This is the last article you can read this month
You can read more article this month
You can read more articles this month
Sorry your limit is up for this month
November 30-December 21
Adapted for the stage from Strange Tales from a Chinese Studio by Pu Songling, written in China centuries ago, this is a show filled with intrigue, mysticism, magic, sensuality and a dash of terror.
The immersive production uses puppetry, movement and cutting-edge digital technology to thrust you right into the pages of the tales themselves — a world full of mischievous fox spirits, yearning ghosts and shapeshifting creatures where anything and everything is possible.
Expect delights — and frights. To be reviewed.
We Are Arrested
Until December 7
This theatre adaptation of Can Dundar’s novel tells the story of the consequences of exposing the truth at a time when even truthful reports are dubbed fake news.
Dundar himself was arrested after leaking footage of Turkish state intelligence illegally exporting weapons to Syria and his is the story of a news editor with damning evidence of presidential attempts to smuggle weapons into a bordering country, an action that could lead to all-out war.
Publishing incriminating photographic evidence throws the protagonist’s personal life into turmoil and he is arrested and jailed. Despite his eventual release, the government’s control of the media and the judicial system makes his pleas for a fair trial all the more difficult.
This troubling story couldn’t be more relevant at a time when journalists are being routinely assaulted, arrested and jailed in Turkey. To be reviewed.
Alberta Whittle: How Flexible Can We Make the Mouth
Dundee Contemporary Arts
Until November 24
Barbadian-Scottish artist Alberta Whittle’s first major solo exhibition draws together new and recent artworks in film, sculpture, print, installation and performance to reflect on memory, trauma, weather and tensions between the land and sea.
Questioning accepted Western constructs of history and society, her work demonstrates an acute understanding of how formal historical records produced by privileged white men have always sought to replace more ancient and informal ways of comprehending the past.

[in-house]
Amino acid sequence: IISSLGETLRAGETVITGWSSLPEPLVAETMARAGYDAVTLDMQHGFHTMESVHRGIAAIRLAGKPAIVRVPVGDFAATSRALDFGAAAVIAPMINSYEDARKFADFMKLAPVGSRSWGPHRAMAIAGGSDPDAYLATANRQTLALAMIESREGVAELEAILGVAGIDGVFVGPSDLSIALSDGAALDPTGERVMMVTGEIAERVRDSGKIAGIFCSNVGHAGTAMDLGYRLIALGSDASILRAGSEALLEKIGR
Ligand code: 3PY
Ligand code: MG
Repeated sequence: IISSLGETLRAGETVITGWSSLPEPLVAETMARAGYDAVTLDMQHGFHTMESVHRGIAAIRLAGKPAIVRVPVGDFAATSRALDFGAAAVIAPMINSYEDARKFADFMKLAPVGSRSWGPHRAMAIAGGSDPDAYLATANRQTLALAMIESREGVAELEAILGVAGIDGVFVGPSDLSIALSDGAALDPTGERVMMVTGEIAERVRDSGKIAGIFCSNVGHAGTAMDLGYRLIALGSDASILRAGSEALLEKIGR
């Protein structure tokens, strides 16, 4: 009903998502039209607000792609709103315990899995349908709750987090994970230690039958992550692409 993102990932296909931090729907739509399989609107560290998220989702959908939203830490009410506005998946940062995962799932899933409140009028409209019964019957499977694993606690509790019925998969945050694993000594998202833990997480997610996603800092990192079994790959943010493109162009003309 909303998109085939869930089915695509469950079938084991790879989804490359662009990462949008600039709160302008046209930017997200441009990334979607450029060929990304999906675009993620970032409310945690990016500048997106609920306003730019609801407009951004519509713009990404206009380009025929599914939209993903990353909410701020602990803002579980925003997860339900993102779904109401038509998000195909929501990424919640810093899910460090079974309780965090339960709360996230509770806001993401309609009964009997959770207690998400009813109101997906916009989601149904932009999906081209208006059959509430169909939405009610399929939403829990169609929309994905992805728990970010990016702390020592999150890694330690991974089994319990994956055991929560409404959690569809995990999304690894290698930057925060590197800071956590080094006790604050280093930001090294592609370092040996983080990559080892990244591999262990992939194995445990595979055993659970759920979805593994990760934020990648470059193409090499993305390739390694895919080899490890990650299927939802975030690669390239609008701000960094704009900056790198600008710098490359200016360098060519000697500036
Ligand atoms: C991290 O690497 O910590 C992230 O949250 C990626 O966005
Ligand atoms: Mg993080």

Challenging the authority of postcolonial power, its implications and its legacy, her work often considers conditions in the afterlife of slavery where the racialised black body can become suspended in a state of stress that directly impacts upon physical, mental and emotional health.
Her work connects these ideas of black oppression with meditations on survival and champions the idea of healing as self-liberation, reflecting Whittle’s current preoccupation with healing, writing, breath and orality.
The Wizard of Oz
November 20-January 25
It's time yet again to soar over the rainbow, follow the yellow brick road and skip into the Emerald City to fulfil your heart’s desire in this classic, suitable for age seven and over.
In the company of Dorothy, Scarecrow, Tin Man and Lion, this much-loved story, with accompanying familiar songs, bursts onto the stage in what is described as a technicolour spectacular. To be reviewed.
You can’t buy a revolution, but you can help the only daily paper in Britain that’s fighting for one by joining the 501 club.
Just £5 a month gives you the opportunity to win one of 17 prizes, from £25 to the £501 jackpot.
By becoming a 501 Club member you are helping the Morning Star cover its printing, distribution and staff costs — help keep our paper thriving by joining!
You can’t buy a revolution, but you can help the only daily paper in Britain that’s fighting for one by become a member of the People’s Printing Press Society.
The Morning Star is a readers’ co-operative, which means you can become an owner of the paper too by buying shares in the society.
Shares are £1 each — though unlike capitalist firms, each shareholder has an equal say. Money from shares contributes directly to keep our paper thriving.
Some union branches have taken out shares of over £500 and individuals over £100.
You can’t buy a revolution, but you can help the only daily paper in Britain that’s fighting for one by donating to the Fighting Fund.
The Morning Star is unique, as a lone socialist voice in a sea of corporate media. We offer a platform for those who would otherwise never be listened to, coverage of stories that would otherwise be buried.
The rich don’t like us, and they don’t advertise with us, so we rely on you, our readers and friends. With a regular donation to our monthly Fighting Fund, we can continue to thumb our noses at the fat cats and tell truth to power.
Donate today and make a regular contribution.